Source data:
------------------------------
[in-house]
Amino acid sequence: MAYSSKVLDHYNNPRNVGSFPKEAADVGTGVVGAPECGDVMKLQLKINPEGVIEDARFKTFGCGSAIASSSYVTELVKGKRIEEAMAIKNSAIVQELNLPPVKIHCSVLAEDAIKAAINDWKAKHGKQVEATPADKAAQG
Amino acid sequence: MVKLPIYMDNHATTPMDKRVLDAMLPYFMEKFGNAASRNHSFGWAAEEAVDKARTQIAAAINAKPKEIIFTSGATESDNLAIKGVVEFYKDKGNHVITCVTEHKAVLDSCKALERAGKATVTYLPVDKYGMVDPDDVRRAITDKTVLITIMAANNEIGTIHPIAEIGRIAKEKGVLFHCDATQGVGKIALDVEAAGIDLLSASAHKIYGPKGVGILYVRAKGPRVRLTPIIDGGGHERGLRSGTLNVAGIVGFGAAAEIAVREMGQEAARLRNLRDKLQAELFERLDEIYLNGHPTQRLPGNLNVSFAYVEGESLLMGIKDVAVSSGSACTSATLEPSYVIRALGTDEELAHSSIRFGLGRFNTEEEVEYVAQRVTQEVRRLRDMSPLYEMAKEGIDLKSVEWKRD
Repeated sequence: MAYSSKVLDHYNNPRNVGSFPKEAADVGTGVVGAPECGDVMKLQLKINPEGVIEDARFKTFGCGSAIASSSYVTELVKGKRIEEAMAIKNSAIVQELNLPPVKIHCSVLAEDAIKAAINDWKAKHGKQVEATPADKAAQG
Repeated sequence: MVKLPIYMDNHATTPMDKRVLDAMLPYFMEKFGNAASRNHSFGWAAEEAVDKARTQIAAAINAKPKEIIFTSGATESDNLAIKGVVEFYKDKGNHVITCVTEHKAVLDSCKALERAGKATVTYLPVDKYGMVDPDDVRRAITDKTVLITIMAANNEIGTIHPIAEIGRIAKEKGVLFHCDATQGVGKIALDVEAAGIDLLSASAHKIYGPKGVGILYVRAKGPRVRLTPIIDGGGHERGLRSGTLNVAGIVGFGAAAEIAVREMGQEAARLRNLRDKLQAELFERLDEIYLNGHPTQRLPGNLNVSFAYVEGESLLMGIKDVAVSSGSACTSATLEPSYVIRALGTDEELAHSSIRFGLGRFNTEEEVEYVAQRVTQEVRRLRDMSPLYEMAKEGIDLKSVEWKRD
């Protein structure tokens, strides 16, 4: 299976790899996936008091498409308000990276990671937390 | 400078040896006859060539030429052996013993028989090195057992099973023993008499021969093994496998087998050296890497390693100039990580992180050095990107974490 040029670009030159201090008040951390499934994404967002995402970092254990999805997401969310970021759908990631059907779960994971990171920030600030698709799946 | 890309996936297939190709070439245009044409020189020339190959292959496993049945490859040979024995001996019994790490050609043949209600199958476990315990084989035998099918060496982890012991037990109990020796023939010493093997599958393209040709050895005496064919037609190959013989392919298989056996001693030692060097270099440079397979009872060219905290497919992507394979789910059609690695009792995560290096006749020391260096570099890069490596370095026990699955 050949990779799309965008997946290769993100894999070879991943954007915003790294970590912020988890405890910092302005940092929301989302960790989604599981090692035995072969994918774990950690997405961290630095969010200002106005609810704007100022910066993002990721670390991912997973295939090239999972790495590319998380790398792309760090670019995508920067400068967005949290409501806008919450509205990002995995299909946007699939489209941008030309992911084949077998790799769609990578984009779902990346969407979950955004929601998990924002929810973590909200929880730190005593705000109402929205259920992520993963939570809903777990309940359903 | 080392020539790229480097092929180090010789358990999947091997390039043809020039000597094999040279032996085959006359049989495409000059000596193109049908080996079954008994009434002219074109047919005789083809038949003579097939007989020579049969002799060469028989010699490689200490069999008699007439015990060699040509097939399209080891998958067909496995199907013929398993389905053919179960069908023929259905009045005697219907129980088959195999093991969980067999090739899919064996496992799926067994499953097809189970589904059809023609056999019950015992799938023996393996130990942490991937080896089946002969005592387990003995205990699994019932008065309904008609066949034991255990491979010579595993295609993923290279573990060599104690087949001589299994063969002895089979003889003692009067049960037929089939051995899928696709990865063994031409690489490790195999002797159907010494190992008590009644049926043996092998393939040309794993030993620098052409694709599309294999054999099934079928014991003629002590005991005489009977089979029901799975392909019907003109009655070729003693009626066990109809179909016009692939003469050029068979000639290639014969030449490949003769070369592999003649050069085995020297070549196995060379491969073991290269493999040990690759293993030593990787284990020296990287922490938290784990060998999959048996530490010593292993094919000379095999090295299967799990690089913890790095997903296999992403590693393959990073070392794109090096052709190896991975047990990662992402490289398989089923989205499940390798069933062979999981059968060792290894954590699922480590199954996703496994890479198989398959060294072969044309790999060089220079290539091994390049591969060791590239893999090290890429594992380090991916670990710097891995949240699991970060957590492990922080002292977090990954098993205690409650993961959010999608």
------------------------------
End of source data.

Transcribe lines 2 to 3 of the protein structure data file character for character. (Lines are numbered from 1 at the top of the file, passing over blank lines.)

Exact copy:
Amino acid sequence: MAYSSKVLDHYNNPRNVGSFPKEAADVGTGVVGAPECGDVMKLQLKINPEGVIEDARFKTFGCGSAIASSSYVTELVKGKRIEEAMAIKNSAIVQELNLPPVKIHCSVLAEDAIKAAINDWKAKHGKQVEATPADKAAQG
Amino acid sequence: MVKLPIYMDNHATTPMDKRVLDAMLPYFMEKFGNAASRNHSFGWAAEEAVDKARTQIAAAINAKPKEIIFTSGATESDNLAIKGVVEFYKDKGNHVITCVTEHKAVLDSCKALERAGKATVTYLPVDKYGMVDPDDVRRAITDKTVLITIMAANNEIGTIHPIAEIGRIAKEKGVLFHCDATQGVGKIALDVEAAGIDLLSASAHKIYGPKGVGILYVRAKGPRVRLTPIIDGGGHERGLRSGTLNVAGIVGFGAAAEIAVREMGQEAARLRNLRDKLQAELFERLDEIYLNGHPTQRLPGNLNVSFAYVEGESLLMGIKDVAVSSGSACTSATLEPSYVIRALGTDEELAHSSIRFGLGRFNTEEEVEYVAQRVTQEVRRLRDMSPLYEMAKEGIDLKSVEWKRD